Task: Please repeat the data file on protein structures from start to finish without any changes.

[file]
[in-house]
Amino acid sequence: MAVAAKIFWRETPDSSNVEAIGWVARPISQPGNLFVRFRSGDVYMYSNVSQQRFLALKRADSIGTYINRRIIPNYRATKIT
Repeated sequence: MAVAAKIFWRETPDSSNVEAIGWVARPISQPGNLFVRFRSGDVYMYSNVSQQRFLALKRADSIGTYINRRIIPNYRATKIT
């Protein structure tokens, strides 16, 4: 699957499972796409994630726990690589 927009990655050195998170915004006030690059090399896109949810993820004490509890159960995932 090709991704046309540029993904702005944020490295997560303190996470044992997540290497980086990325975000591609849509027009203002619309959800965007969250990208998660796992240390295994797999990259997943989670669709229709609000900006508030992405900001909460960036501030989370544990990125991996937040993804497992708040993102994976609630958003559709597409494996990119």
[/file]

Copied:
[in-house]
Amino acid sequence: MAVAAKIFWRETPDSSNVEAIGWVARPISQPGNLFVRFRSGDVYMYSNVSQQRFLALKRADSIGTYINRRIIPNYRATKIT
Repeated sequence: MAVAAKIFWRETPDSSNVEAIGWVARPISQPGNLFVRFRSGDVYMYSNVSQQRFLALKRADSIGTYINRRIIPNYRATKIT
């Protein structure tokens, strides 16, 4: 699957499972796409994630726990690589 927009990655050195998170915004006030690059090399896109949810993820004490509890159960995932 090709991704046309540029993904702005944020490295997560303190996470044992997540290497980086990325975000591609849509027009203002619309959800965007969250990208998660796992240390295994797999990259997943989670669709229709609000900006508030992405900001909460960036501030989370544990990125991996937040993804497992708040993102994976609630958003559709597409494996990119």